Handel’s Arminio was written for Covent Garden and while admired by the cognoscenti at the time it wasn’t a commercial success. It’s a well worked three act opera seria with nothing much to distinguish it from others of its ilk. For what it’s worth it’s set during Augustus’ attempt to conquer the land between the Rhine and the Elbe but its themes of death or glory and love versus duty, all with an impausible reconciliation ending, could easily be set anywhere. Actually it almost wilfully ignores history as the libretto claims it happened in 9AD when the real Arminius (Hermann the Cherusker) decisively defeated Varo (also in the opera) in the Teutoburger Wald ending Roman hopes of extending the Empire beyond the Rhine.(*)
Off I went to the Four Seasons Centre to see Samuel Chan and Stéphane Mayer perform some Schubert. Sadly Sam was indisposed so what we got was a hastily, but very well, constructed program featuring some of the other singers in the Ensemble Studio.
Things kicked off with the increasingly impressive Anne-Sophie Neher in an accomplished rendering of Mozart’s “show off” piece Exsultate jubilate, in which she showed very decent control in the rather fiendish runs. She was back later with “The Presentation of the Rose” from Der Rosenkavalier which sounded suitably Straussian and sufficiently girlish at the same time. Nicely done. She made a third appearance with one of Adèles’s arias from Le comte Ory. This didn’t quite do it for me but it was fun to hear Stéphane playing around with the very Rossiniesque accompaniment.
Opera Atelier has announced its 2019/20 season. As usual there are two main stage shows. The first is a revival of their 2011 production of Mozart’s Don Giovanni. It runs from October 31st to November 9th, 2019, in the Ed Mirvish Theatre. It’s a production that plays up the comedy and the elements of the commedia dell’arte in the piece while pretty much eschewing anything deeper or darker. The cast includes Douglas Williams as the Don with Stephen Hegedus as Leporello, Colin Ainsworth, as Don Ottavio, Meghan Lindsay as Donna Anna, Carla Huhtanen as Donna Elvira, Mireille Asselin as Zerlina, Olivier Laquerre as Masetto, and Gustav Andreassen as Commendatore. beautiful Ed Mirvish Theatre. David Fallis conducts.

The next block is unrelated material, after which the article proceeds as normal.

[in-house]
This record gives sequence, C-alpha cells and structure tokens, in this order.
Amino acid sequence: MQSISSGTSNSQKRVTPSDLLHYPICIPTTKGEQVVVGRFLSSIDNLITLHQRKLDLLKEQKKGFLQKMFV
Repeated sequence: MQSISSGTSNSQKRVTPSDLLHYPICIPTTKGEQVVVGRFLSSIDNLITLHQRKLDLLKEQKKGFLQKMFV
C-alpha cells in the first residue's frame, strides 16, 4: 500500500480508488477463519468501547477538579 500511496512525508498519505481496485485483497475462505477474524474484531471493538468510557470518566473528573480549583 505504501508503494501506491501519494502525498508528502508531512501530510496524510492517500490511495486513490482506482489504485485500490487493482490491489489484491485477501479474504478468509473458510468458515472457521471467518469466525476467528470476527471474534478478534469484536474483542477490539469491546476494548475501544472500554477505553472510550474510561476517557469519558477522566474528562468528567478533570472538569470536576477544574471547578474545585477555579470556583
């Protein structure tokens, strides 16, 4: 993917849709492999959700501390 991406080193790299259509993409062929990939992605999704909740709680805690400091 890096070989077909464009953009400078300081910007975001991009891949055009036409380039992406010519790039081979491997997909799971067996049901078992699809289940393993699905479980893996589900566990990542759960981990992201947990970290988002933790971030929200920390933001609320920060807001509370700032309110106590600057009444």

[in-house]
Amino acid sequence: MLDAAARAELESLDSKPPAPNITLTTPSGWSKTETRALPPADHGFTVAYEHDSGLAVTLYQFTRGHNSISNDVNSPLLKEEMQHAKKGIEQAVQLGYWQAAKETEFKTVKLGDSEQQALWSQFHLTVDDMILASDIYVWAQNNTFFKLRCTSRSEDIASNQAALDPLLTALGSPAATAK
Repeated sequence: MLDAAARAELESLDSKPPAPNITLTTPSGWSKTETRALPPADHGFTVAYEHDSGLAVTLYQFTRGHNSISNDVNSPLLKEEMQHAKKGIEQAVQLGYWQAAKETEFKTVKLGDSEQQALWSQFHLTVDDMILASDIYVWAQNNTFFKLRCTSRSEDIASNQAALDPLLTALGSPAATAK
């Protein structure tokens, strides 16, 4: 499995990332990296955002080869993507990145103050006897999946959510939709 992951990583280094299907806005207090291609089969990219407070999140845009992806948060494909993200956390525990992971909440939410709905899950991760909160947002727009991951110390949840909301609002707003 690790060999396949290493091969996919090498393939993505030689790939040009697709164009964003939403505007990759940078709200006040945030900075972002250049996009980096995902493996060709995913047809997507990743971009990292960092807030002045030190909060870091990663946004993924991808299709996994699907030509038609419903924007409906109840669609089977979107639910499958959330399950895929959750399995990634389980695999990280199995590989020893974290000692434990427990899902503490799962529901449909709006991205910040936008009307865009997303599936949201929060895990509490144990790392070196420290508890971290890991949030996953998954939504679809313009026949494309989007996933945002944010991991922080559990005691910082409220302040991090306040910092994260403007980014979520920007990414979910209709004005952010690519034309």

Yesterday’s concert in the RBA, the first I’ve been to in a while, featured the five members of the Orchestra Academy; violinists Joella Pinto and Gloria Yip, violist Carolyn Farnand and cellists Erin Patterson and Alison Rich, with Joel Allison and Samuel Chan and Rachael Kerr on keyboards. It was an interesting concert in many ways. We don’t get to see the young instrumentalists much nor do we often see Ensemble members sing with a chamber ensemble. It was also interesting to hear the contrast between Joel’s dark toned bass-baritone, often singing in a very low tessitura, with Sam’s much brighter, lighter baritone which sometimes was well up in tenor territory.
Yesterday the lemur and I ventured out to Roy Thomson Hall for Tafelmusik’s Singalong Messiah. I did this with some trepidation. There were reasons for this. First, I’m not a great sight reader; I sorta, kinda get by but I’m much more comfortable in the middle of a group of better singers that I can key off. But there’s the rub, I’m a tenor. I did this gig before in 2003 and there were like a million sopranos and seven tenors. See first point. It ain’t happening.(*). Finally, I had been fighting a cold/cough all week and feared that my voice would be better suited to Aristophanes than Handel. Fools tread boldly etc.
There’s much to like in this year’s unfussy TSO Messiah. It’s not bloated. For most of the piece conductor Johannes Debus deploys around thirty strings, chamber organ, harpsichord, oboes and bassoon. Trumpets and timpani are added for the grand moments later in the piece. He even manages to get quite a delicate sound out of the largish (100+) Toronto Mendelssohn Choir. The delicacy is a recurrent thread. That and a really bouncy sense of rhythm. One could dance to Debus’ Handel.
Soundstreams’ Electric Messiah is back for a fourth outing, again under the musical direction of Adam Scime. The formula is basically the same as previous years.
Take excerpts from Handel’s Messiah
Add some new music
Arrange for small chamber ensemble, electronics and turntables (Sarah Svendsen, analog and electric harpsichord; Joel Schwartz, electric guitar; Jeff McLeod, electric organl; SlowPitchSound, turntablist)
Take a quartet of singers from different vocal traditions (Jonathan MacArthur, Katherine Hill, Aviva Chernick and Alex Samaras)
Throw in a dancer (Lybido)
Have some of the text sung in a language relevant to the singer (Gaelic, Hebrew, Swedish this time)
Stage it at Drake Underground
This year in addition there was some interpolated music not directly derived from Messiah; to whit, a gospel piece for Samaras called “Personal Jesus” and a harpsichord solo.